Standardization in Marketing: A Creativity Killer?

Standardization in Marketing: A Creativity Killer?

Marketing is becoming increasingly international, and more and more channels are being used, resulting in a growing need for standards and consistent processes. But does the standardization of marketing spell the end of creative campaigns?


Marketing has the reputation of being a particularly creative discipline, and rightly so. But marketing is also always associated with a clear economic aim. Here, creativity operates in often strict framework conditions relating to the product itself, target group, budget, brand values, etc.
Goals, Markets, Channels – Complexity is Increasing
Concerted marketing can be a challenge even for small companies, since there are so many communications channels out there, including social media.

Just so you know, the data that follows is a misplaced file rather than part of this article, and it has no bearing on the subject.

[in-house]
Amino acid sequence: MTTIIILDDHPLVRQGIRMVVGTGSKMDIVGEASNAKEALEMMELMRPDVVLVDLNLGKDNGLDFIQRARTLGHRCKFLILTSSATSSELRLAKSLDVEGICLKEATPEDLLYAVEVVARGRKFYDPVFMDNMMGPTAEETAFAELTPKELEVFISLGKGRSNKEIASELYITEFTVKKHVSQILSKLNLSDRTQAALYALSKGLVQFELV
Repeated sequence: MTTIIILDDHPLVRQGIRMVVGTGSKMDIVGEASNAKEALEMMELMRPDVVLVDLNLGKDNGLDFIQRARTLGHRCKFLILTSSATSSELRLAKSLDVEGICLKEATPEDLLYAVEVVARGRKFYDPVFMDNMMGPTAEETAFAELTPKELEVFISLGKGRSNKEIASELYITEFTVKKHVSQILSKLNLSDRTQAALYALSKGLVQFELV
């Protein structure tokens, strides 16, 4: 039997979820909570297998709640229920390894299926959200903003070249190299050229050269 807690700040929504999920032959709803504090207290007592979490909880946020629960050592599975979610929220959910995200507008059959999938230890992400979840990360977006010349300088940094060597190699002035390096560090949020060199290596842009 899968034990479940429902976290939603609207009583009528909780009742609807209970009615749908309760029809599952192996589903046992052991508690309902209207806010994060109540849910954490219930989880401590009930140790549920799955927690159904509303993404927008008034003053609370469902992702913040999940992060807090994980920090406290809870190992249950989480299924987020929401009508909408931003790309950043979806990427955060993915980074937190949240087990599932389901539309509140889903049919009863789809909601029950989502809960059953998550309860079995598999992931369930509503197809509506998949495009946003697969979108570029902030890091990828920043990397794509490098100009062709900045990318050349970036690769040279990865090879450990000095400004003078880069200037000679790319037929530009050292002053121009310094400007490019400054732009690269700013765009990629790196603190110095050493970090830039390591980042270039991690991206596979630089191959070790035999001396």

Sending a consistent message to the right target group through suitable channels requires all departments involved – production, distribution, strategy, creative, etc. – to work together in a consistent way.
Corporate growth, new areas of business and international expansion also increase the levels of internal and external complexity.

 

More stories

 

Systematic Creativity instead of Creative Chaos
The structures, processes and even technical terms used in marketing vary by company, location, department and project, and are constantly changing.
With marketing standards and uniform terms and processes, you can navigate the maze of marketing in a more efficient way and teams can focus on the creative work rather than wasting time on misunderstandings and endless decision-making cycles.
Marketing software therefore saves time and money that everyone involved can then invest in coming up with more creative and more successful campaigns. When it’s done well, standardization thus has a very positive impact on creativity in marketing.
Where to begin? In the second article in our “Standardization in Marketing” series, we will explore what areas of marketing lend themselves particularly well to standardization.